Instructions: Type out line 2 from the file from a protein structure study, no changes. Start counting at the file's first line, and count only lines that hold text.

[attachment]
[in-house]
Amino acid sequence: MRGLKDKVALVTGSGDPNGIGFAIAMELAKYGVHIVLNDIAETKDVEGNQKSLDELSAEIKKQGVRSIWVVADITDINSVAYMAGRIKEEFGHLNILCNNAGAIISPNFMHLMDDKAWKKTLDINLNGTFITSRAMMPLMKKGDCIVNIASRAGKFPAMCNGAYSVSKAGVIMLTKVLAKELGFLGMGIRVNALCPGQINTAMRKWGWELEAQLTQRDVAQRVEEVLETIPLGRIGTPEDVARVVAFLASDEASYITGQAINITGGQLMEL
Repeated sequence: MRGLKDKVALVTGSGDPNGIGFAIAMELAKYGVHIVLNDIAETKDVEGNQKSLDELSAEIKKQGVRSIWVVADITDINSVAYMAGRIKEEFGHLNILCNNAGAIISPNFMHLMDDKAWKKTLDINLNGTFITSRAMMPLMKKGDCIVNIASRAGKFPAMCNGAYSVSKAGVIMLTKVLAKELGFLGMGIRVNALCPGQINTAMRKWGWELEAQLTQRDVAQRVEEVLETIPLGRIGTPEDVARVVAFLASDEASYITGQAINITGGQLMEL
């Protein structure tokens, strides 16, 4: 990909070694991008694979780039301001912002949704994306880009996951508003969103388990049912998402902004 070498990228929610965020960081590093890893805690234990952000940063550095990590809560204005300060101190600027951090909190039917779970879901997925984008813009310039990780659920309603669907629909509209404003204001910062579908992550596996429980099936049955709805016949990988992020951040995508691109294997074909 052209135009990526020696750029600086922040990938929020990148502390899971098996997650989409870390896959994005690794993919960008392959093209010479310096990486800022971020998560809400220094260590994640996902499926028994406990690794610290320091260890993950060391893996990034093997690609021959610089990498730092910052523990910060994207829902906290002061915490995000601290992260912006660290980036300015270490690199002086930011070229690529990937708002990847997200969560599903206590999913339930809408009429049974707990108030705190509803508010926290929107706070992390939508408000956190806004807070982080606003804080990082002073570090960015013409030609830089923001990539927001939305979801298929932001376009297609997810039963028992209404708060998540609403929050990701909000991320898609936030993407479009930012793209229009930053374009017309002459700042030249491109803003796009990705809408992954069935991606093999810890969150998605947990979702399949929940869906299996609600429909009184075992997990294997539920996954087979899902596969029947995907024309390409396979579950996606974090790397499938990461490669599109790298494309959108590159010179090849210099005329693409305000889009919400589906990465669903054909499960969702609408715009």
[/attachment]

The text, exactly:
Amino acid sequence: MRGLKDKVALVTGSGDPNGIGFAIAMELAKYGVHIVLNDIAETKDVEGNQKSLDELSAEIKKQGVRSIWVVADITDINSVAYMAGRIKEEFGHLNILCNNAGAIISPNFMHLMDDKAWKKTLDINLNGTFITSRAMMPLMKKGDCIVNIASRAGKFPAMCNGAYSVSKAGVIMLTKVLAKELGFLGMGIRVNALCPGQINTAMRKWGWELEAQLTQRDVAQRVEEVLETIPLGRIGTPEDVARVVAFLASDEASYITGQAINITGGQLMEL